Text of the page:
Thomas Eaves ’07 combines his love of outdoor adventure with a desire to support young people’s access to the outdoors
Discover your path murmurs through the walls of Trinity as frequently as green and blue are worn on campus the Friday of a Titan gameday. All Titans share their own interpretation of Trinity’s slogan. But for Thomas Eaves ’07, it is a literal translation.
In April, Eaves will embark on forging his own path up an unclimbed mountain in Alaska. It will be his fourth trip to Alaska and just the second time he’s attempted to find a new way up a descent.
“The area that we’re going to, it’s next to Denali National Park,” Eaves said. “Hence why a lot of it is undiscovered, because everyone goes to Denali.”
What sparked Eaves' motivation was a simple case of FOMO, or the fear of missing out. Posts from friends on social media sparked an immediate interest in the current software developer.
“I saw a lot of posts on social media and I thought to myself, ‘I can do that, but I can probably do that better,’” Eaves said.
In May 2019, Eaves landed in the southwest corner of Denali National Park. The 14-hour excursion on the Alaskan ridge saw him travel over 10.5 miles and experience a total elevation gain and loss of 4,200 feet. While a hike like this sounds physically exhausting, it takes mental fortitude to power through a journey of such magnitude.
“The mountains call out the worst in you and if you listen to that, you’re not going to have a good climb,” Eaves said. “I’m not trying to think of the larger objective. I’m just focused on one movement at a time and getting in the zone.”
After a climb like the one he’ll attempt in April, the way to unwind is slowly getting acclimated to society again since the climber is completely on one’s own in the wilderness for what could be 48 hours or more. Re-fueling lost calories is the top priority, but hearing other people talk is the piece that brings him back.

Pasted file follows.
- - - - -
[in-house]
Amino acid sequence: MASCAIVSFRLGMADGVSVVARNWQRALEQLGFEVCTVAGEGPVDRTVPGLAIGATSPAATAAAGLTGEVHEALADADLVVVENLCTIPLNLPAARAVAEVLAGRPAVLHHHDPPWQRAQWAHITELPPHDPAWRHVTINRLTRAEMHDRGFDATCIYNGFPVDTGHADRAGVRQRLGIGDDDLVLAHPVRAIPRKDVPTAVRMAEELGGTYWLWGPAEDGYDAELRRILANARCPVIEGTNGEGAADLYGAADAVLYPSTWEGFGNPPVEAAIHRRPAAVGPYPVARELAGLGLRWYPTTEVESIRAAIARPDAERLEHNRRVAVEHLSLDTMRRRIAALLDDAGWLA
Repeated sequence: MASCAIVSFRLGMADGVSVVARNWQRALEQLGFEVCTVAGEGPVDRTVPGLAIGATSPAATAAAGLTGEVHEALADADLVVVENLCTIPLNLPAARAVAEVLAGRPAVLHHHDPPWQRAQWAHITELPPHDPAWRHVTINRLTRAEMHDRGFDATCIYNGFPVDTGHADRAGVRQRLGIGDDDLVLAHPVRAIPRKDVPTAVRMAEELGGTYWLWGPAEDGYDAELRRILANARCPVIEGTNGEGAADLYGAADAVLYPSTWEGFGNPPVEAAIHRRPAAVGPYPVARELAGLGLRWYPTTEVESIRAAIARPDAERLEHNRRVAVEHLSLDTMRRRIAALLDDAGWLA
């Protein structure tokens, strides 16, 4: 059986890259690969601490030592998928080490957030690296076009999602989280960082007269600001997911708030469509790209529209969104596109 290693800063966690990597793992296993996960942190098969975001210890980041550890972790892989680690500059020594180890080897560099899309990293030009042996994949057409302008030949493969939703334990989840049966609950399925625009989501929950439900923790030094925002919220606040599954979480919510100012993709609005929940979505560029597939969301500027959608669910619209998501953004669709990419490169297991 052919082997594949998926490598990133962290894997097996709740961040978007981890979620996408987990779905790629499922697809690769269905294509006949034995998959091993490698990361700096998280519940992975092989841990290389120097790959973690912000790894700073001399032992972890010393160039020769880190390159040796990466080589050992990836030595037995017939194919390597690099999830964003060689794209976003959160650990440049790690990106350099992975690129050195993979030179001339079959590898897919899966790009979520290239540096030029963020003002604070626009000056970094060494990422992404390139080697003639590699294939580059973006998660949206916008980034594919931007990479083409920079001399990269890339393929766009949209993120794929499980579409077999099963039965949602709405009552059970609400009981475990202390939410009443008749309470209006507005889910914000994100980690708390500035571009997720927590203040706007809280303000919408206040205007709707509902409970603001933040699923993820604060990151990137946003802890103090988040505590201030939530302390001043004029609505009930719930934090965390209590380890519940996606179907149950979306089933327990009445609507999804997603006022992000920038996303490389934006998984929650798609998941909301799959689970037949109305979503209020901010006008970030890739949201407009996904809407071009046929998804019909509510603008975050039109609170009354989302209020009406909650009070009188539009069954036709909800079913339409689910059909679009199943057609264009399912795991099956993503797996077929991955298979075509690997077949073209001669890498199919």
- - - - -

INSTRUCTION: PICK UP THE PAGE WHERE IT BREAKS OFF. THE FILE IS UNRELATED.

“We’ll go to a bar and get a meal afterwards,” Eaves said. “But for me, turning the radio to NPR is what gets me out of the zone. It’s nice to hear people talking after a climb.”
Eaves’ motivation to be the first person in uncharted territory stems from his love for sharing the outdoors with others. It even led him to working with the Richmond nonprofit Blue Sky Fund
which connects Richmond youth to the natural environments in the River City region.
“I partnered with the Blue Sky Fund because it’s encouraging children who need to be outdoors and making the outdoors accessible to them,” Eaves said. “They’re bringing the outdoors that’s close to us and turning it into something that actually has an impact on other people.”
As Eaves turns his focus towards his April climb, he will continue to get the word out about the sport. As Eaves described, everything about the sport is uncomfortable: physical and mental exhaustion come with the territory, but it’s something that all people can relate to when they’re pushing through adversity of any kind.
“It overlaps with so many different people in many different ways,” Eaves said. “What I love about this is I talk to athletes, veterans and people because it’s relatable. Talking about the outdoors breaks down barriers and that’s why I love talking to people about it.”
Thomas has found his love for the outdoors and continues to discover his path and new ones through his newfound passion. Within the passion, Trinity played its role in forming the persistent hiker.
“Trinity produces the caliber of person that puts a route on a mountain that’s never been climbed before.”
If you’d like to learn more about Thomas and his journey, drop him a line at firstname.lastname@example.org.